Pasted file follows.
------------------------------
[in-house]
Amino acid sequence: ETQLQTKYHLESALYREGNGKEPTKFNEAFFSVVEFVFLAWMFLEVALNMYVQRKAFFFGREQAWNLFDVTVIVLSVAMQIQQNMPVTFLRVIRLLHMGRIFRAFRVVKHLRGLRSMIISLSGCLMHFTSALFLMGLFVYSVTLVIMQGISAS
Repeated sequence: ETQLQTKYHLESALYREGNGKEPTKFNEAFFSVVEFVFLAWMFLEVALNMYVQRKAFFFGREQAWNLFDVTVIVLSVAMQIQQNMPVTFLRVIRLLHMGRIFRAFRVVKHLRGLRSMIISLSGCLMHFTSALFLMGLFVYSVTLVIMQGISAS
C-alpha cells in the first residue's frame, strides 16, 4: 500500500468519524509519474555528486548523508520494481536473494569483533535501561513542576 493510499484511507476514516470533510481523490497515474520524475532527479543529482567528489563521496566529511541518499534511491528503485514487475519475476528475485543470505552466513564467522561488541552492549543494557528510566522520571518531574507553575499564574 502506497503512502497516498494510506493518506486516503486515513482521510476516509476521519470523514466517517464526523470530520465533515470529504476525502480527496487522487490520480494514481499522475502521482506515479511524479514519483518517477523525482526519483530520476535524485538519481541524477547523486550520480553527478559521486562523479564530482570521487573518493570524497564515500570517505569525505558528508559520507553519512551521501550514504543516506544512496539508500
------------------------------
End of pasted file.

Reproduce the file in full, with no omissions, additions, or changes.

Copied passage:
[in-house]
Amino acid sequence: ETQLQTKYHLESALYREGNGKEPTKFNEAFFSVVEFVFLAWMFLEVALNMYVQRKAFFFGREQAWNLFDVTVIVLSVAMQIQQNMPVTFLRVIRLLHMGRIFRAFRVVKHLRGLRSMIISLSGCLMHFTSALFLMGLFVYSVTLVIMQGISAS
Repeated sequence: ETQLQTKYHLESALYREGNGKEPTKFNEAFFSVVEFVFLAWMFLEVALNMYVQRKAFFFGREQAWNLFDVTVIVLSVAMQIQQNMPVTFLRVIRLLHMGRIFRAFRVVKHLRGLRSMIISLSGCLMHFTSALFLMGLFVYSVTLVIMQGISAS
C-alpha cells in the first residue's frame, strides 16, 4: 500500500468519524509519474555528486548523508520494481536473494569483533535501561513542576 493510499484511507476514516470533510481523490497515474520524475532527479543529482567528489563521496566529511541518499534511491528503485514487475519475476528475485543470505552466513564467522561488541552492549543494557528510566522520571518531574507553575499564574 502506497503512502497516498494510506493518506486516503486515513482521510476516509476521519470523514466517517464526523470530520465533515470529504476525502480527496487522487490520480494514481499522475502521482506515479511524479514519483518517477523525482526519483530520476535524485538519481541524477547523486550520480553527478559521486562523479564530482570521487573518493570524497564515500570517505569525505558528508559520507553519512551521501550514504543516506544512496539508500